“I thought it would be worthwhile to try it Dr Mihata’s technique because it doesn’t burn any bridges – if it doesn’t work you can still do a shoulder replacement as a secondary procedure.”
Dr Burkhart performed his first superior capsule reconstruction three years ago and has since done 102 cases, he told an international gathering of orthopaedic surgeons organised by the AANA in Chicago, Illinois.
“The results have been great,” he said. “We ask patients: ‘What percentage of normal is your shoulder?’ On average at the end of the year, patients are saying their shoulders are 86% of normal. On average before the operation they said their shoulders were 24% of normal so we have made a jump from 24% of normal to 86%.
Out of 102 operations, there have been two failed procedures that have had to be revised.
Our principal Mr Simon Moyes, who attended the event in Chicago, said: “A lot of people, particularly in their fifties, sixties and seventies have chronically torn tendons in their shoulders that are irreparable. They are in chronic pain and often can’t move their arms.
“Their only option is total shoulder replacement. Although this is a good operation, it is a big surgery and the artificial joints wear out. This new technique is a much better solution, especially for older people who want to avoid major surgery. The results presented at the AANA in America were very impressive and over the past six to 12 months feedback from colleagues around the world has also been good. We have therefore just started offering the procedure at the Wellington Hospital.”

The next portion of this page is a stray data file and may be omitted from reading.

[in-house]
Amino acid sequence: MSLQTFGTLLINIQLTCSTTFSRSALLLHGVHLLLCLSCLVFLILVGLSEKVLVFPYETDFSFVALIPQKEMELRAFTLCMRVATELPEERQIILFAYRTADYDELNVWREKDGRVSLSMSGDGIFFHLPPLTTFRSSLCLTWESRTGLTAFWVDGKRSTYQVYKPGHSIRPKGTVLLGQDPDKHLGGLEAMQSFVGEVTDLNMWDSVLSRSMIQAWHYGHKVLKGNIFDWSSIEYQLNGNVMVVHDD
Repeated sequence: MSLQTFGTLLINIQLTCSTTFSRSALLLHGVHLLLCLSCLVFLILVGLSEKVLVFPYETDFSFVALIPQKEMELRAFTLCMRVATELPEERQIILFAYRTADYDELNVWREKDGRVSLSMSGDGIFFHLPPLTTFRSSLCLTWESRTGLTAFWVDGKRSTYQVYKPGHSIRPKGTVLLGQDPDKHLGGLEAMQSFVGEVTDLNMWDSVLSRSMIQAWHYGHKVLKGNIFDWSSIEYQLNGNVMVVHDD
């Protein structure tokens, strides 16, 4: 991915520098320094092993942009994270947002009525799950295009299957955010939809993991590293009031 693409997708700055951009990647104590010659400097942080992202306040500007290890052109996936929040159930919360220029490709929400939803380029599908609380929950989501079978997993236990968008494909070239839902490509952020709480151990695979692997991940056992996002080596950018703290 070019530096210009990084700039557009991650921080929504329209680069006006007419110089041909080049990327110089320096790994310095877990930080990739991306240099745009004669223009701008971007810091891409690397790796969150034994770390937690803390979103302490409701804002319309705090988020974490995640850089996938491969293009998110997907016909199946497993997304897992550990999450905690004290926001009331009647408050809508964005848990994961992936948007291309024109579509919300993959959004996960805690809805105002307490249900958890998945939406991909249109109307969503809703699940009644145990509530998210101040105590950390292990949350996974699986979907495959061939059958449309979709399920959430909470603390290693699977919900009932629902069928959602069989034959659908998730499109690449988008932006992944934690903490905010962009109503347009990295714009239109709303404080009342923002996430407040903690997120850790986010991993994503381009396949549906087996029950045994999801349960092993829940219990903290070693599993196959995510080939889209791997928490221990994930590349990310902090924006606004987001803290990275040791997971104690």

Superior Capsular Reconstruction (SCR) is not major surgery like a total shoulder replacement but it is a complex and challenging procedure.
Dr Burkhart makes a small incision and inserts the arthroscope into the shoulder. He identifies the rotator cuff tear and repairs whatever is repairable by attaching little suture anchors to the bone and then passing sutures from the anchors through the torn tendon and tying the ends together to bring the tendon down to the bone.
If there is a more serious tear it will typically be in the top of the shoulder. If it is not treated, the ball of the shoulder will buttonhole up through the gap in the torn tendon.
The SCR technique involves reinforcing the top lining of the shoulder (the superior capsule) with human tissue. Dr Burkhart uses donor tissue sourced from the skin of the lower back. This is the thickest skin in the human body (about 3mm) making it ideal for replicating the shoulder lining.
He attaches suture anchors to the bones on either side of the tendon defect and uses an arthroscopic measuring probe to measure the distance between the anchors. He then opens a packet of donated human skin and uses these measurements to shape it.
He shuttles the tissue through a cannula using sutures as a pulley system. He stretches the donor skin from the socket of the shoulder to the ball creating a tiny reverse trampoline, which prevents the ball from buttonholing through the gaps in the damaged tendon.
The arm is immobilised in a sling for six weeks and the patient is then given a stretching programme to get their motion back. Four months after the operation the graft should have healed enough for them to embark on a strengthening programme and they should be able to function fairly normally somewhere between eight and 12 months after the procedure.